Don't Toot Your Own Horn
Don't Toot Your Own Horn
Highlighting customer reviews for a disaster relief company with 30+ years in business
2017 | Web Design, Development, & Content Management
My client, a disaster remediation company, reached out to me in March 2017 with a vision for improving their company website built on a WordPress theme. The primary goal was to better emphasize customer reviews. The secondary goal was to improve the design of the website without starting over. As a brief summary, my solutions involved:
1. Redesigning the home page & building it out with the WordPress page editor and custom CSS,
2. Designing and implementing custom graphics, including a custom quote style to place reviews across the site,
3. Embedding a reviews widget on the Reviews page. This allows all customer reviews from various outlets (Google+, Yelp, etc.) to display in one place and update automatically. Previously, the Reviews page contained only a few custom-styled quotes, while the reviews widget was only accessible from the home page.
4. Rethinking the website architecture,
5. Modifying a number of the styles (typography, colors, etc.). to create a more consistent design across the site,
6. Reorganizing a few page layouts to give prominence to important content such as videos and key info about company services,
7. Ensuring that all changes displayed properly across all major browsers and devices.
Home Page Redesign
Considering the two main goals of the project, it seemed best to me to assess the home page first. See the following screenshot of the old page for reference, with my comments below it.
Old Home Page
This page was an acceptable starting point, but there was room for improvement:
1. The home page is a natural location for customer quotes, but the quotes were downplayed, seemingly treated as the least important content on the page.
2. The opening section below the navigation was cluttered and did not distill the company message into anything clear or memorable.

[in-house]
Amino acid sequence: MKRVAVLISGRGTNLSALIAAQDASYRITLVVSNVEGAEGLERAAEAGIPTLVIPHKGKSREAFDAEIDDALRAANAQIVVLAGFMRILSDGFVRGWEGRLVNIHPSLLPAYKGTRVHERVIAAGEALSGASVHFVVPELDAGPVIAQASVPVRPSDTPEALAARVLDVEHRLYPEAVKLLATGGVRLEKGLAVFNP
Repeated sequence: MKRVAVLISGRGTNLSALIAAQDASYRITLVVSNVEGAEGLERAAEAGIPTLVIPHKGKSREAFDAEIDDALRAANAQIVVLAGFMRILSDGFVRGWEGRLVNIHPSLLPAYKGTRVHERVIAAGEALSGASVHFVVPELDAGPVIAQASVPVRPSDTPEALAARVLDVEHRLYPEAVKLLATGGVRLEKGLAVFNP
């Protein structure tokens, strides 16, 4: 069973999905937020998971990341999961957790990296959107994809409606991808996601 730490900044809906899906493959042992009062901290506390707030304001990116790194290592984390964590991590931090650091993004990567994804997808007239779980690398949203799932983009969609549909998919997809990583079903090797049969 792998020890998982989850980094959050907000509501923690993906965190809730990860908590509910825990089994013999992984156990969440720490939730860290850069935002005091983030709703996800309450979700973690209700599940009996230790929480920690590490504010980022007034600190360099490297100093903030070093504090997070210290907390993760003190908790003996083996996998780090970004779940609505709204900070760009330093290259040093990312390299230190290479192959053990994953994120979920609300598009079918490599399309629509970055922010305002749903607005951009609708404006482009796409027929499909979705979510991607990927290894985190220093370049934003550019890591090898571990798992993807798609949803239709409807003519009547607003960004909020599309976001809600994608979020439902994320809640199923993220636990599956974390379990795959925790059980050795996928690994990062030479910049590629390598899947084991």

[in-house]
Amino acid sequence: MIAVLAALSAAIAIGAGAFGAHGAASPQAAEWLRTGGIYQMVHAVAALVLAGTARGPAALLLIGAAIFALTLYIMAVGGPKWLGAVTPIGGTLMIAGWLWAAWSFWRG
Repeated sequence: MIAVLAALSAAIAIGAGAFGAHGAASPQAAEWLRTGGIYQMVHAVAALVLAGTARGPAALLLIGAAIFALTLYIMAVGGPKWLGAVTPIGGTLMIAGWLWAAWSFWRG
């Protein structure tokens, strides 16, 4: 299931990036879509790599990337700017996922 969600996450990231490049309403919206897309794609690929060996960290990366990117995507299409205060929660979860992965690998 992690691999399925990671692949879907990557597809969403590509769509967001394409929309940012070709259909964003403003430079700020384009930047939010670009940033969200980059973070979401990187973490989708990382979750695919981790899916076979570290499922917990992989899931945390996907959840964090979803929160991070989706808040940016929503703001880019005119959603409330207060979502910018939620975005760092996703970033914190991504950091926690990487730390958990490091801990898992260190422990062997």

3. Further down the page, the social media was mixed with FAQ content, and the whole section felt disorganized, with the dividers creating more problems than they solved.
Home Page Redesign Mockup
I set out to solve those problems as follows:
1. I created a more prominent quote style (the blue block) that could be repeated on the home page and be placed on other pages of the site. My first idea was actually to design two quote styles, leading off the home page with one that was unique: a customer photo overlaid with a quote. The thought was that showing an actual customer paired with a quote would communicate a sense of trust. That idea was received well, but it proved too difficult for my client to get a good customer photo.
2. The eventual solution we settled on for the opening section is to lead off with a slideshow (shown further down in the screenshot of the built page). One slide directs traffic to the Reviews page and the other slide gives assurance of 24/7 availability and quick response — both of these build trust in the company.
I pared down the descriptive details to just the two main paragraphs and increased the body copy size for better readability.
3. In the initial mockup I organized the social media and blog feeds in three columns and took the video FAQ full width, splitting up this content with one of the newly styled quotes.
Below is the mockup I presented to the client, with my notes and questions added in red.
Built Home Page